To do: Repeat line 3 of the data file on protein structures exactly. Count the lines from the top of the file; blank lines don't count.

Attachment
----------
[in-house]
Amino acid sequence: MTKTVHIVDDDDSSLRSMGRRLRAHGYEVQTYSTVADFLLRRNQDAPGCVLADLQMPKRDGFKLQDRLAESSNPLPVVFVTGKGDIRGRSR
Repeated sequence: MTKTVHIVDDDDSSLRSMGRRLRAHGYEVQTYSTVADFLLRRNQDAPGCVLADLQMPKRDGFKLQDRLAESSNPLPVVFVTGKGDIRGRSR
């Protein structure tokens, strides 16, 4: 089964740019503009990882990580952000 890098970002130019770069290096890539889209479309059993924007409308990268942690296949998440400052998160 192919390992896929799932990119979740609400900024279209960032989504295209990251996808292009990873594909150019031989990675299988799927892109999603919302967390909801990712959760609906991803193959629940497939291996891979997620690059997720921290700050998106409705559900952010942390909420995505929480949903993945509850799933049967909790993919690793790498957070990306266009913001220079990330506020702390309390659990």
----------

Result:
Repeated sequence: MTKTVHIVDDDDSSLRSMGRRLRAHGYEVQTYSTVADFLLRRNQDAPGCVLADLQMPKRDGFKLQDRLAESSNPLPVVFVTGKGDIRGRSR